Can we get some clarification DoD on whom these ppl are ie are they locals, are they homeless, do they have jobs, do they contribute to the economy through paying tax? I suspect I already know the answers to all these.
    Not long till fracking starts, yippee.

  3. Fills me with hope to see these brave protectors up a blustery tower defending their rights to clean water and air ! This dirty out dated fracking industry is not wanted in Kirby Misperton nor anywhere else in this country. Those criticising these peaceful activists need to read and learn about fracking instead of blindly following the Tory party line. No new jobs, no domestic gas, and our beautiful countryside will be left contaminated with poisonous waste.

    • Another great protector of human rights went to jail for his cause for 27 years… it’s the nature of the ruling aggressor….

      • Pml the pathetic Mandela card being thrown in here now. Always remember one person’s freedom fighter is another person’s terrorist.

          • Hi Sherwulfe,

            If Mandela acted in the UK now the way he acted in SA before he was jailed, he would indeed be regarded as a Terrorist. Unfortunately his wife was notorious for her encouragement of things like ‘necklacing’ – which meant putting a tyre around someones neck, filling it with petrol and then setting it on fire after cutting the tendons in his arms, so he couldn’t lift the tyre off.

            Just the same as some regard the PLO / Hamas / Hezbollah / IRA as terrorists and others regard them as freedom fighters.

            I suspect the main difference between Nelson Mandela and the ones I mentioned is that he was fighting for a just cause that he believed in – the others are mainly in it for the power and money..

            • ‘I suspect the main difference between Nelson Mandela and the ones I mentioned is that he was fighting for a just cause that he believed in – the others are mainly in it for the power and money..’

              A perfect summary for what is going on here. There are now thousands of people fighting against the ‘fracking’ industry world wide and even more against further fossil fuel extraction. A just cause indeed.

              And those in it for the ‘power and money’, well we all know who they are………

  4. Why do other countries practice capital punishment Paula? What other countries do is a different subject altogether. If that is the strength of the antis argument, it will not stop any injunction, but be laughed out of court.

  5. Seriously quit with the word ‘protector’ it makes me cringe every time I see it used. Use ‘Google Gods’, ‘trespassers’, ‘people of no fixed address’ or ‘people that don’t respect authority’ instead.
    You aren’t protecting anything.

    • Protector of human rights, GBK.

      Sorry it makes you cringe, but I’m sure many are cringing when they hear the word ‘fracking’ – however you choose to spell it or define the process.

      Your negative, and indeed questionable labeling of persons who stand up for a cause will do you no favours.

      [Typo corrected at poster’s request]

      • It appears there are many aspects to the control systems that we are seeing the surface of now with this aspect of corporate control mechanisms.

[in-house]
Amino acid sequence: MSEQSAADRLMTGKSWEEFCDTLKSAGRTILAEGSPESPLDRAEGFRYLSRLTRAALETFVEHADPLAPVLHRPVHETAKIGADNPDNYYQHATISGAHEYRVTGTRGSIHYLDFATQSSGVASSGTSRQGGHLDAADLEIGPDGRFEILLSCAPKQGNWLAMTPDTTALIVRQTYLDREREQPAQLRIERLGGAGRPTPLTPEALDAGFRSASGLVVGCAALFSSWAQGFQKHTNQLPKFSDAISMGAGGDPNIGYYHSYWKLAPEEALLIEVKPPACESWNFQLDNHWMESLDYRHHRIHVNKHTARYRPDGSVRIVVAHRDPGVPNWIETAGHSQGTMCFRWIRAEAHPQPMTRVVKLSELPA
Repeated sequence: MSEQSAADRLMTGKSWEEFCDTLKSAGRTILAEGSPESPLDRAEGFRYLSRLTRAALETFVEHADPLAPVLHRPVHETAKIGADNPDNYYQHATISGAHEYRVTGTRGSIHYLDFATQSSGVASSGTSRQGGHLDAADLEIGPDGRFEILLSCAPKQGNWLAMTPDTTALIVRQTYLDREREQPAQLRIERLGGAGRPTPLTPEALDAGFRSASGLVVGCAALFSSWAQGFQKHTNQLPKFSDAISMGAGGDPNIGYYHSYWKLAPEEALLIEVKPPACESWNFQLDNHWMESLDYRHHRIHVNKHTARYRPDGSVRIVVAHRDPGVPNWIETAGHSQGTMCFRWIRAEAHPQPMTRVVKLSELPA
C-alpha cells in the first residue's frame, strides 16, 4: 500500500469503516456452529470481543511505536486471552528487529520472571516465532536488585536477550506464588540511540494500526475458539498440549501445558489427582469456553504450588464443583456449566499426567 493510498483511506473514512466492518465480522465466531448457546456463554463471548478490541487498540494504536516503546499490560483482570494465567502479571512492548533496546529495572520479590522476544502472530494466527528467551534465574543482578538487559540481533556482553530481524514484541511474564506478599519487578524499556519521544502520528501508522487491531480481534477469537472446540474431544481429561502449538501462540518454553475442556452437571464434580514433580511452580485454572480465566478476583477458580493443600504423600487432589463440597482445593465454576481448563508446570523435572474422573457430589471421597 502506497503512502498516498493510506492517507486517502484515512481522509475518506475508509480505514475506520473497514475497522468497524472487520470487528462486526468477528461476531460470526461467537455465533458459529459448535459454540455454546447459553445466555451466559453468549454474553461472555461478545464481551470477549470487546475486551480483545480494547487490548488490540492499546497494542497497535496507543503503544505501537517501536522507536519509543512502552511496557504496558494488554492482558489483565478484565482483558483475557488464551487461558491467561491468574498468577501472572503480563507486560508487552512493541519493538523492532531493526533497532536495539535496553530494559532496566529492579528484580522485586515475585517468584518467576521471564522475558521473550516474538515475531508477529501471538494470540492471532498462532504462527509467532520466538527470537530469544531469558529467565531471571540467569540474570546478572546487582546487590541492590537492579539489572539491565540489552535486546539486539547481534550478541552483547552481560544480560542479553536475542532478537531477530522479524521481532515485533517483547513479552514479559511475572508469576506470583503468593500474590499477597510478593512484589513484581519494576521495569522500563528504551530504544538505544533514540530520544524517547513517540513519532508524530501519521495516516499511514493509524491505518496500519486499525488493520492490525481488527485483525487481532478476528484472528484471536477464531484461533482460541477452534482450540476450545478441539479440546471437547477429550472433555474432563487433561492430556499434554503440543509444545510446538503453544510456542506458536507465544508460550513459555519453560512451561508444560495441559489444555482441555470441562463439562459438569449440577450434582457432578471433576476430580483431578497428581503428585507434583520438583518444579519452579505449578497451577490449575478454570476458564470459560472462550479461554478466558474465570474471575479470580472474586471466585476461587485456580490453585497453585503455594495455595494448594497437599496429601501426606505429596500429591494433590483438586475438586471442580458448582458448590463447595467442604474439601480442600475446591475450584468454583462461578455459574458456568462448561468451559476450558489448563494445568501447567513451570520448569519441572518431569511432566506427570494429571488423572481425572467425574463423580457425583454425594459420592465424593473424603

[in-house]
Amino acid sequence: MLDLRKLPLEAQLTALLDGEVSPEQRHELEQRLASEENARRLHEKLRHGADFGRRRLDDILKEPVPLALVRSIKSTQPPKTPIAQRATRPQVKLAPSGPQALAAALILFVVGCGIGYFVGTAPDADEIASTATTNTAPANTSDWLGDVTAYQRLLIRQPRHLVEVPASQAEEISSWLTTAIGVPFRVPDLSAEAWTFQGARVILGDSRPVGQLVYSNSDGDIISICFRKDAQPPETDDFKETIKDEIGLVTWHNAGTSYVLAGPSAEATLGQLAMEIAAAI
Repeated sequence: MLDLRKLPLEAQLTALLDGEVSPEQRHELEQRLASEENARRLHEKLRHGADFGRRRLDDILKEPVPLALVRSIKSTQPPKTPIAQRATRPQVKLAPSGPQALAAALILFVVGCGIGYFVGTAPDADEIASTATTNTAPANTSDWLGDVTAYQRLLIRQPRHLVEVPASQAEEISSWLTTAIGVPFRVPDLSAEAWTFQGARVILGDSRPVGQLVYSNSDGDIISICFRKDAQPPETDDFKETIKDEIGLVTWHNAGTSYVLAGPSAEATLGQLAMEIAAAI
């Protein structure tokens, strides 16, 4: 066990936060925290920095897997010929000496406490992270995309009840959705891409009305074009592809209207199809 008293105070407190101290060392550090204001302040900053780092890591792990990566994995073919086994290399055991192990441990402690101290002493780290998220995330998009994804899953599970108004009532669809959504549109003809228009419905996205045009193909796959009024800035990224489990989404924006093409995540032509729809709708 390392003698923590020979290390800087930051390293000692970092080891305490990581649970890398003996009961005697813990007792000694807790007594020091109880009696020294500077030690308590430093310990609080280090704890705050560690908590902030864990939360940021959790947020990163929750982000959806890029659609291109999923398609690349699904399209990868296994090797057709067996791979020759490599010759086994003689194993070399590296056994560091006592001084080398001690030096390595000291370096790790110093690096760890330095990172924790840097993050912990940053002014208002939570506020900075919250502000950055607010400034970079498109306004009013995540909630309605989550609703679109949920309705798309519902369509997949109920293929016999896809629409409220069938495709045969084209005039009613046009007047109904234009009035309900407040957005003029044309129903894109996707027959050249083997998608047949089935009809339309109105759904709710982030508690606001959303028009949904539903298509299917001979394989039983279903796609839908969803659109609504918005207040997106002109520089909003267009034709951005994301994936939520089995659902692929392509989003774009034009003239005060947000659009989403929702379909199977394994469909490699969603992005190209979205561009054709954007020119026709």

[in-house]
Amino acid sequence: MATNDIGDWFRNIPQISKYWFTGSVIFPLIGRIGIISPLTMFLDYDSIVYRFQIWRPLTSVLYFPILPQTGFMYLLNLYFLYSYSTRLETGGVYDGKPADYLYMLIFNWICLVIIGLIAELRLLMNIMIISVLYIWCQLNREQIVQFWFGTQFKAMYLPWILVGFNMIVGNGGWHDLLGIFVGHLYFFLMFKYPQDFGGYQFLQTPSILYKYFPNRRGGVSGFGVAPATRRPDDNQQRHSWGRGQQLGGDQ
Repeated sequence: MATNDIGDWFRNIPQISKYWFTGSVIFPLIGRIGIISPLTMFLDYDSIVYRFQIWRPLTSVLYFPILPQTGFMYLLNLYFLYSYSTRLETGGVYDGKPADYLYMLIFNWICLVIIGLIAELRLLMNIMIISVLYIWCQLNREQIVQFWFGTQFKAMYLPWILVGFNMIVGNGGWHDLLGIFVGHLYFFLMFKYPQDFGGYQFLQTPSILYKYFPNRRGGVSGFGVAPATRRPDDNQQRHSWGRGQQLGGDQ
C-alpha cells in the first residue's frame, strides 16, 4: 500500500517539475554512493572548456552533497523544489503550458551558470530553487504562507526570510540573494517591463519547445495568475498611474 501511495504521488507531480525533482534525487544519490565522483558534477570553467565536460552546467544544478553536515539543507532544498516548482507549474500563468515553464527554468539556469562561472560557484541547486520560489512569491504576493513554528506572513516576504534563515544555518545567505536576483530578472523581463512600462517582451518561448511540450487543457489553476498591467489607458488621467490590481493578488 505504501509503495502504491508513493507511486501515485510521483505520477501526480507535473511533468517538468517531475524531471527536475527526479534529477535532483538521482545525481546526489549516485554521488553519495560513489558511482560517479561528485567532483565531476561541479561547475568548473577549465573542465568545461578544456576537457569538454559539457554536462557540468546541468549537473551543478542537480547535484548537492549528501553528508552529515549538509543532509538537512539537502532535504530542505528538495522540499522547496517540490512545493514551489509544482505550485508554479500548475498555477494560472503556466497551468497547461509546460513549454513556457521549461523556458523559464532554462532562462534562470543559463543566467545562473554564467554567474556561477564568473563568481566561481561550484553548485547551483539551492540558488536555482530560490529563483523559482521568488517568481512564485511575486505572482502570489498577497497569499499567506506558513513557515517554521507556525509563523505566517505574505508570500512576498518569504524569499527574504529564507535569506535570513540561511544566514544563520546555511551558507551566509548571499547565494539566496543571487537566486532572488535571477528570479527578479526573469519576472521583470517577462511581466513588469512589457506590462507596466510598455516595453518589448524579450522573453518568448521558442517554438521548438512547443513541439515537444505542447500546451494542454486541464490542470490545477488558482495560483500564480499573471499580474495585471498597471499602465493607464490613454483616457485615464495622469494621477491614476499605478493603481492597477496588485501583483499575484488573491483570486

Interesting Corbett Report on the corporate surge to own and restrict all resources and the move to control global resources under the heading “Sustainable Development”. This is interesting in that one activity is driving people towards the other controlled monopolising activity.

        https://www.bitchute.com/video/_ofmAGaMfkA/ (ps, bitchute is an alternative to the deeply compromised you tube and does not trace your viewing activity or sell your statistics)

        This follows up from the two previously posted documentaries, Why and How Big Oil, you can go to the Corbett Report to find those two, also available on you tube.

        The message perhaps one could derive from this, is that any hegelian dialectic situation, ie, problem, reaction, solution, is a corporate control mechanism. That would indicate that we do not do anything through multinational and established government and established private corporate organisations, but to separate ourselves from their stranglehold and carry it out locally in public independent communities.

        Have a good Sunday.

        [Correction at poster’s request]

    • Oh dear, the usual descent into name calling and denegation to turn the perceived opposition into an easily manageable cypher for veiled insults.

      Though such easy and dirty labels do tend to backfire on those who can only perceive a situation by use of these cheap and nasty epithetical expedient shaky rostrum mounted rant poses.

      “Protectors” is perfectly correct if you must use a tabloid label, that is to protect us all from the destruction of communities and peoples lives by the process of fracking, or indeed political, industrial and corporate greed and avarice that identifies and illustrates the present ohandgee invasion situation.

      Does that explain the unnecessary terminology sufficiently enough?

      OK, how about “anti-bodies” for protectors, and “ignoravirus” for the onshore ohandgee contagion industry?

      Certainly that should fit the situation quite accurately if we really must descend into silly labels and name calling?

    • I consider myself a protector. I am a custodian of the planet. I take a balanced realistic approach.

      Fracking for shale gas is not needed. We are moving onto renewable energy at a fast pace. We have to and it is the most logical solution to global energy security.

      Your arguments on importing LNG are ridiculous. There are thousands of containers arriving daily bringing goods from China and yet you don’t seem to have a problem with this.

      We have no need for a new interim fossil fuel which obviously is problematic as it has been left till the last.

      All efforts should be to promote energy saving and invest in infinite sourced renewable energy.

      Of course if pro frackers do drive round in all Britsh morris marinas and refuse imported goods in their homes then their arguments regarding the potential damage of importing energy are much stronger.

      I can’t say I have seen many morris marinas around lately.

  6. So, it is only the antis who have researched fracking, and only they know the facts! Pretty arrogant, and from the number of factually incorrect posts, absolutely inaccurate.